Cube Attacks on Cryptographic Hash Functions

A Master's thesis by Joel Lathrop (joel.lathrop@alum.rit.edu)

Abstract

Cryptographic hash functions are a vital part of our current computer systems. They are a core component of digital signatures, message authentication codes, file checksums, and many other protocols and security schemes. Recent attacks against well established hash functions have led NIST to start an international competition to develop a new hashing standard to be named SHA-3.

In this thesis, we provide cryptanalysis of some of the SHA-3 candidates. We do this using a new cryptanalytical technique introduced a few months ago called cube attacks. In addition to summarizing the technique, we build on it by providing a framework for estimating its potential effectiveness for cases too computationally expensive to test. We then show that cube attacks can not only be applied to keyed cryptosystems but also to hash functions by way of a partial preimage attack. We successfully apply this attack to reduced-round variants of the ESSENCE and Keccak SHA-3 candidates and provide a detailed analysis of how and why the cube attacks succeeded. We also discuss the limits of theoretically extending these attacks to higher rounds. Finally, we provide some preliminary results of applying cube attacks to other SHA-3 candidates.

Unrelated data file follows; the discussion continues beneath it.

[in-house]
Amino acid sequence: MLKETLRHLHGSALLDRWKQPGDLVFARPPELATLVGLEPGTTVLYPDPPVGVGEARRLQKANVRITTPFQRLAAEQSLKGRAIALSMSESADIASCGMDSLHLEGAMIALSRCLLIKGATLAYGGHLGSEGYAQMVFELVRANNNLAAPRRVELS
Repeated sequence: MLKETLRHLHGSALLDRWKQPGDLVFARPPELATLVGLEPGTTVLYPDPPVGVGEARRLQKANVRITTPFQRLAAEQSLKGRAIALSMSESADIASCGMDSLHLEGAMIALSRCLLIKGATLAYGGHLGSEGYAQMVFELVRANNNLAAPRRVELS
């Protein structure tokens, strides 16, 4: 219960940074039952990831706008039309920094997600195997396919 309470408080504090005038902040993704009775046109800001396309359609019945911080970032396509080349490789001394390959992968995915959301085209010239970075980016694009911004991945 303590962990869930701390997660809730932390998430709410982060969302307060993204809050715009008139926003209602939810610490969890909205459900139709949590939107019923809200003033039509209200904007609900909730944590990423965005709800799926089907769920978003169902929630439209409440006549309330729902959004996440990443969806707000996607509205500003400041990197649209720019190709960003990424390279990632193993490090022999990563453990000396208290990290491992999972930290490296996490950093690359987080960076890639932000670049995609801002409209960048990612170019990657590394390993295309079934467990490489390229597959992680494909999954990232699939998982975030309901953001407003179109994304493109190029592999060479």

Committee

Chair: Stanisław Radziszowski
Reader: Christopher Homan
Observer:Edith Hemaspaandra

Defense information

Defense Date:Thursday, 5/21/2009 at 11:00 A.M.
Defense Location:70-1620

Thesis documentation

Proposal
Thesis
Defense announcement
Defense Slides

Related resources

The SHA-3 Zoo
The official SHA-3 competition page at NIST

M.M.J. Stevens. On collisions for MD5. Master's thesis, Eindhoven University of Technology, 2007. [ pdf ]
Itai Dinur and Adi Shamir. Cube attacks on tweakable black box polynomials. Cryptology ePrint Archive, Report 2008/385, 2008. [ pdf ]